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We often receive calls asking if we treat Ulcerative Colitis or Crohn’s Disease, and the answer is an emphatic “YES!”
Though the IBS Treatment Center was originally founded with an emphasis on treating IBS, patients with Ulcerative Colitis and Crohn’s, which together make up IBD (inflammatory bowel disease), are also welcome and receive unique and highly specialized treatment.
Do These Issues Have Anything in Common?
IBD, like IBS, is not a particularly useful acronym for the person suffering from the problem. In both cases the acronym provides a label for describing the condition, but it does not provide any information for understanding the cause of the problem or to attempt to cure it. Our goal is to find the cause of the problem so that it can be cured. And IBD sufferers are just as surprised as IBS sufferers to discover that there is much more to learn about digestive health than what they learned from their gastroenterologist.
What is the difference between IBS and IBD?
IBD is much like IBS except in one major area. IBD sufferers are found to have ulcerations in the digestive tract. The difference between Ulcerative Colitis and Crohn’s Disease is the location of the ulcerations. In Ulcerative Colitis, the ulcers are predictably found primarily in the colon.
In Crohn’s Disease the ulcerations are found primarily in the small intestine. Patients with Ulcerative Colitis often experience bleeding with bowel movements, but this is uncommon in Crohn’s Disease. However, other than the different locations and different names, there is no useful medical understanding that differentiates the two conditions.
Our approach to IBD
Patients with IBD are suffering from inflammation in the digestive tract. And the issues that cause inflammation in the digestive are the same for IBS as they are for IBD.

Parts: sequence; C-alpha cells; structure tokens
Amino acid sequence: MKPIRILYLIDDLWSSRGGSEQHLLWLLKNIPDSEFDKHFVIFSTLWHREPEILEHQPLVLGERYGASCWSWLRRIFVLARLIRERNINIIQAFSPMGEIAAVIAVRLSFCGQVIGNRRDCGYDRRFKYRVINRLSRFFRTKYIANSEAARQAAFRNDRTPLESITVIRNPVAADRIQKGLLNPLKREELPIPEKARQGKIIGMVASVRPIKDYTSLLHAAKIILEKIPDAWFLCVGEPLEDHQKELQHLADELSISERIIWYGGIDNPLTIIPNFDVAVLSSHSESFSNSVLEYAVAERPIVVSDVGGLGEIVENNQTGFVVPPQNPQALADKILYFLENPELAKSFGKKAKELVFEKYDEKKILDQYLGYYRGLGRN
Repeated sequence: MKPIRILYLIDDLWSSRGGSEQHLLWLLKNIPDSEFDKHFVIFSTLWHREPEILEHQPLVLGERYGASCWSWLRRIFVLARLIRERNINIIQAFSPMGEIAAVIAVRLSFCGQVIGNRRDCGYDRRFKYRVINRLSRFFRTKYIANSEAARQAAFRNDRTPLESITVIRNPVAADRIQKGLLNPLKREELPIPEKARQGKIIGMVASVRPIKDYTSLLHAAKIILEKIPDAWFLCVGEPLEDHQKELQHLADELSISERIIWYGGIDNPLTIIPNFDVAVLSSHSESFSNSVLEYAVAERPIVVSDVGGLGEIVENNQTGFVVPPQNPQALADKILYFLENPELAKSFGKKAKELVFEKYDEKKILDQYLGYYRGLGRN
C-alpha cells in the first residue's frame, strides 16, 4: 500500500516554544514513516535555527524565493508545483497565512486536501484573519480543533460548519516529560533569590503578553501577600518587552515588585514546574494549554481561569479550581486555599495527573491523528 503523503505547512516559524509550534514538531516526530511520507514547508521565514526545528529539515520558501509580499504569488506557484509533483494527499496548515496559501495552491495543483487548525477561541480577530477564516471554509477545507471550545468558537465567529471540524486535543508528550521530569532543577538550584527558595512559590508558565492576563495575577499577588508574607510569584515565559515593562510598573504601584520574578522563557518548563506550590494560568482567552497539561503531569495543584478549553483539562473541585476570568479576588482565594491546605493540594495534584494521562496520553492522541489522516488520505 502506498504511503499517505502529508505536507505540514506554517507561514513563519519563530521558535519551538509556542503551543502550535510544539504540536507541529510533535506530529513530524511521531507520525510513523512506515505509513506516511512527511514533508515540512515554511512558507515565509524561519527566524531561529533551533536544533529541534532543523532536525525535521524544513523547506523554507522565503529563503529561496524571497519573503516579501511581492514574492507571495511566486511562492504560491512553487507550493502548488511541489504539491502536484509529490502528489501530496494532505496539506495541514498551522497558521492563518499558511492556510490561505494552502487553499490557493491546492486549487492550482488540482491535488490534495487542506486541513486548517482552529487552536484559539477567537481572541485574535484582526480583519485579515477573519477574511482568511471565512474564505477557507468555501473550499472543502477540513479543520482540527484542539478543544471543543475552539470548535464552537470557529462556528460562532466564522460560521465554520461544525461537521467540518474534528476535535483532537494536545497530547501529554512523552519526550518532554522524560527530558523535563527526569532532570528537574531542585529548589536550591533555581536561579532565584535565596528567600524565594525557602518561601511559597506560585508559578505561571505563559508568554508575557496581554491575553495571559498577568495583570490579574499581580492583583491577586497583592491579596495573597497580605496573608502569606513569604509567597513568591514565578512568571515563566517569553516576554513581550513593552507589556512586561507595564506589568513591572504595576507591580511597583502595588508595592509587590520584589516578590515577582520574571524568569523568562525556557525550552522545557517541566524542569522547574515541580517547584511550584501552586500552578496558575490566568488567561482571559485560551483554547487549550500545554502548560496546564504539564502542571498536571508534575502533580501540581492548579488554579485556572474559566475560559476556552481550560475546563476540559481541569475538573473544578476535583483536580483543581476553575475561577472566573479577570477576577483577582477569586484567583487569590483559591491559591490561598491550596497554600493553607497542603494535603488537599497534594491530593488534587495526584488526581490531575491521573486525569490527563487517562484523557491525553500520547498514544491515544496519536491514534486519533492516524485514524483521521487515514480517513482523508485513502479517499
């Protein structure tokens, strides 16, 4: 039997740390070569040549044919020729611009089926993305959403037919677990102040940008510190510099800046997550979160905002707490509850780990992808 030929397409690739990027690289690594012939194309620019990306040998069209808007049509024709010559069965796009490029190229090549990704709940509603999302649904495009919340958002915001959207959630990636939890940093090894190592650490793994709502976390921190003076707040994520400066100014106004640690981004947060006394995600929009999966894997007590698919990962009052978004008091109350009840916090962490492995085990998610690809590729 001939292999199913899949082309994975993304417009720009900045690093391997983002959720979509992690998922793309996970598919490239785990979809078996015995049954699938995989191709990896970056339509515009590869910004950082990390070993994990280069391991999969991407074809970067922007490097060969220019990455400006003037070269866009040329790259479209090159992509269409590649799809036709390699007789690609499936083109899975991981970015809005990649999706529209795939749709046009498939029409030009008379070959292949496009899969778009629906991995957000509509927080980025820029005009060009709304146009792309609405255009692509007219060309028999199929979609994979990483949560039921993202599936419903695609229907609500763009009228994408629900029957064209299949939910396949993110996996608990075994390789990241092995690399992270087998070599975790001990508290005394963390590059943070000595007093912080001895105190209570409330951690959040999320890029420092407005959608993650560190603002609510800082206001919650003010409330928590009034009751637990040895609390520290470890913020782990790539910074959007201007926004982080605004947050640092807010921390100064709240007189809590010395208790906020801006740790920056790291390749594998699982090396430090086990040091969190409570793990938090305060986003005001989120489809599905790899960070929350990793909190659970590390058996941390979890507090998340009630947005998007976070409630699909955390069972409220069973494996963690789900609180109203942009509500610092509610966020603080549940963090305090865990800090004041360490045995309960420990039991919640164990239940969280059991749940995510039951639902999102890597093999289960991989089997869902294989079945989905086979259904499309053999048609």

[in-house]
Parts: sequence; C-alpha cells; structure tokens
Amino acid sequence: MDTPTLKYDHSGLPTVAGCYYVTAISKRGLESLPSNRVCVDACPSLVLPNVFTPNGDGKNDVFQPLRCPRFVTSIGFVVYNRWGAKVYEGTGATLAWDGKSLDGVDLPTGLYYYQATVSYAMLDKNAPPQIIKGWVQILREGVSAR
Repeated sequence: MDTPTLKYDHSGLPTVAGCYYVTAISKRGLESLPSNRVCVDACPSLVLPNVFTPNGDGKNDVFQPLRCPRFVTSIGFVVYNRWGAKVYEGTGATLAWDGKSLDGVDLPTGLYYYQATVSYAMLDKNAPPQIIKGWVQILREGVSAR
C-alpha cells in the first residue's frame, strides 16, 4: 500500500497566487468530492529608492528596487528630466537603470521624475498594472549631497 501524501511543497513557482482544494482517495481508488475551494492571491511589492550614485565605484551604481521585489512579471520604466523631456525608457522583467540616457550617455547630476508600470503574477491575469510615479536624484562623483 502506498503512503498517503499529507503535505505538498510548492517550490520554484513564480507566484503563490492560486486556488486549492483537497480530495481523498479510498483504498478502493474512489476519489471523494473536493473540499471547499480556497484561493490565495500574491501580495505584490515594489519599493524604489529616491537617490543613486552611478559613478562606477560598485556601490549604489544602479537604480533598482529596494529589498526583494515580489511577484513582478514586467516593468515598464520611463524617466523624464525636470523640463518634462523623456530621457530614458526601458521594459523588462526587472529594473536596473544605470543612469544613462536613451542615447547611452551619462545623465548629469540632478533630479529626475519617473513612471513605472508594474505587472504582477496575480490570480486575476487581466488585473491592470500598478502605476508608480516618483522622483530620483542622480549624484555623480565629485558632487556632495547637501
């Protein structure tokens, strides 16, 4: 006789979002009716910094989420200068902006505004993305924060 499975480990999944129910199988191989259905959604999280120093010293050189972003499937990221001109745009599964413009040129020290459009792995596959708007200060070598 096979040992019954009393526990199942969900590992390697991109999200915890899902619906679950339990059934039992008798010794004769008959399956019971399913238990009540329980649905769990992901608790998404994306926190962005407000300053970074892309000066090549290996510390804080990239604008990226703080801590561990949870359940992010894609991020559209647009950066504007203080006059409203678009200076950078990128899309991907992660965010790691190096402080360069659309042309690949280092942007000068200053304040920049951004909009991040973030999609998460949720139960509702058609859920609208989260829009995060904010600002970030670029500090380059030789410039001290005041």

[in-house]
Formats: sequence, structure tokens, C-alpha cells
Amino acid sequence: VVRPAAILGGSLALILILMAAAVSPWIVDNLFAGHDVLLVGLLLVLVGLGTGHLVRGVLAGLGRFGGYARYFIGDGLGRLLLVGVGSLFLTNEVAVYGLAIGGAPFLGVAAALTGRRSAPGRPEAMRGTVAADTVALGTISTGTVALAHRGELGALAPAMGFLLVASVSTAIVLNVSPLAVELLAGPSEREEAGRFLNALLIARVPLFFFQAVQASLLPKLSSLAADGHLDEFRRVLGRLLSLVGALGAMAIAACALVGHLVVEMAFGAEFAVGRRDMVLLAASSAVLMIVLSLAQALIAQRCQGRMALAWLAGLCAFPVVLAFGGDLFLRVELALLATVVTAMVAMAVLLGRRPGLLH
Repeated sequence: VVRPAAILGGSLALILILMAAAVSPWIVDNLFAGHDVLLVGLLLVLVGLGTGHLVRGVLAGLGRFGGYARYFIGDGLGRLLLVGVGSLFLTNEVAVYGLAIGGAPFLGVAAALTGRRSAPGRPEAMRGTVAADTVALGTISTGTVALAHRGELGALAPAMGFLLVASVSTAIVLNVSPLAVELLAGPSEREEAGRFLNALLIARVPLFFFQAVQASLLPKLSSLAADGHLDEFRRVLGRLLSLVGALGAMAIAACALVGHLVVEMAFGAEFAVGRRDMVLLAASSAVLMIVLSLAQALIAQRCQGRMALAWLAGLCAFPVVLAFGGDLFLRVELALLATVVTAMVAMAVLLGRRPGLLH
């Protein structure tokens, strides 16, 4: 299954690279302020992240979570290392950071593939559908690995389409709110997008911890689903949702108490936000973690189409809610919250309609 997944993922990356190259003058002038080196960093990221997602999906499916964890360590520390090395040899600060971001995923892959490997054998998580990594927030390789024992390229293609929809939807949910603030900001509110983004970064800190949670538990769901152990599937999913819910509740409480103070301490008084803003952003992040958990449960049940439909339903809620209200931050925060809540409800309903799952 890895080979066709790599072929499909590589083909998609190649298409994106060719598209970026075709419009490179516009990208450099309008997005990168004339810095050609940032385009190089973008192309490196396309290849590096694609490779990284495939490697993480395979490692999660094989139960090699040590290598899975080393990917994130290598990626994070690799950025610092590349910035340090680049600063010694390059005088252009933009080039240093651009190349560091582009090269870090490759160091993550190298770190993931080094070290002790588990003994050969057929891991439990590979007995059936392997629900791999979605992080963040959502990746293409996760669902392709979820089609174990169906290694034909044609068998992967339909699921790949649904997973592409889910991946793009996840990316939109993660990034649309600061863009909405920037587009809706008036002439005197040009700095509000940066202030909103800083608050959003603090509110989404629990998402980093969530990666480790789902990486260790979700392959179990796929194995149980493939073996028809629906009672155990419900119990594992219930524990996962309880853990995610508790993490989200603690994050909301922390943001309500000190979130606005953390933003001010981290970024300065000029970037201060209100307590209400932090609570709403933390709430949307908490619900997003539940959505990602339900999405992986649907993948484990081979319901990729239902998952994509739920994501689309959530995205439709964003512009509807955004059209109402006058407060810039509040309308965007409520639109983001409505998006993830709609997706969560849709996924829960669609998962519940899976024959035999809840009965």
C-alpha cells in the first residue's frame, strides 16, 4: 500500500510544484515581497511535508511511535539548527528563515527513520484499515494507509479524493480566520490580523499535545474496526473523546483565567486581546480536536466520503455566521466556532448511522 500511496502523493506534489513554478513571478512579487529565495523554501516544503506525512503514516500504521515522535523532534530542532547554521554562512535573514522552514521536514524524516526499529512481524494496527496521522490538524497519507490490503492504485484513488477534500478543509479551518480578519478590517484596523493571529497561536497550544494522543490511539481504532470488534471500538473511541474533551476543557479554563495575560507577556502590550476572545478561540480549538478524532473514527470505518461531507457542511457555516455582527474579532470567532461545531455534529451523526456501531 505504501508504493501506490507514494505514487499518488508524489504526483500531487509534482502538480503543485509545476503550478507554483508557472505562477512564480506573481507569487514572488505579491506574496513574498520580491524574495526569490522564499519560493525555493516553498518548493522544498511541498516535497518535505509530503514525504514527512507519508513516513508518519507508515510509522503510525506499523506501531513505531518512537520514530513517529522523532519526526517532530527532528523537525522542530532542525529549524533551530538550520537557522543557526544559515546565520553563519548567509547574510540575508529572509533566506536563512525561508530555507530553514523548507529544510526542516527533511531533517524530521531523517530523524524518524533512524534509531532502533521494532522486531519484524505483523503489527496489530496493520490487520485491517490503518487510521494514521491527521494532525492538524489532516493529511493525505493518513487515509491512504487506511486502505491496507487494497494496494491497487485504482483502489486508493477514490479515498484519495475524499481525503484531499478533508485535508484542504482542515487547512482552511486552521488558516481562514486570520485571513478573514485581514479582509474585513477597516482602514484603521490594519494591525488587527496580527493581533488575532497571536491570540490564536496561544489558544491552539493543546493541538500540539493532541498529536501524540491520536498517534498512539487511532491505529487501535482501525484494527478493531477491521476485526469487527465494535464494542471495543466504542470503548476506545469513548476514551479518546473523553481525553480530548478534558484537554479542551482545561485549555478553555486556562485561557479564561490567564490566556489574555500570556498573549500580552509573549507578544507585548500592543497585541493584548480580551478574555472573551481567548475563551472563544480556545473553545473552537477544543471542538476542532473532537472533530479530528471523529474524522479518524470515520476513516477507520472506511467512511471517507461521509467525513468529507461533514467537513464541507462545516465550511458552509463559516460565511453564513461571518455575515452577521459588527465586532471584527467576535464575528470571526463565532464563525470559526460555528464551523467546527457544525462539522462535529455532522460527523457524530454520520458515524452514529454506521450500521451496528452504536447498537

The difference is that in the case of IBD the inflammation is resulting in ulcers within the digestive tract. Medical studies have established that there are many different causes for this type of inflammation, but it takes a specialist trained to do the detective work to sort through these causes in order to get to the bottom of the problem, so to speak. And each person is different, so each case is unique.
Food allergies commonly cause ulcerations in the digestive tract, whether it be apthous ulcers in the mouth or other types of ulcerations throughout the digestive tract. Numerous microorganisms, including various bacteria and yeast, can also cause ulcerations. And it has also been demonstrated that food allergies can cause bleeding in the digestive tract.
These are the kinds of things that we see contributing to Ulcerative Colitis and Crohn’s Disease at the IBS Treatment Center. The challenge is to use testing that is sophisticated enough to detect the various types of food allergies. And we also use the most advanced DNA stool testing available in order to find bacterial infections, yeast overgrowths, and parasites. This allows us to create highly effective individualized treatment plans for our patients, which generally results in dramatic improvement in their health, without the use of their only previous option – powerful anti-inflammatory drugs with numerous side effects.
Image thanks to womens-health-advice.com
Dr. Stephen Wangen is the award winning author of two books on solving digestive disorders, and a nationally recognized speaker on IBS. He has been on ABC, NBC, and Fox as well as public radio. He was recently named one of Seattle’s Top Doctors by Seattle Magazine.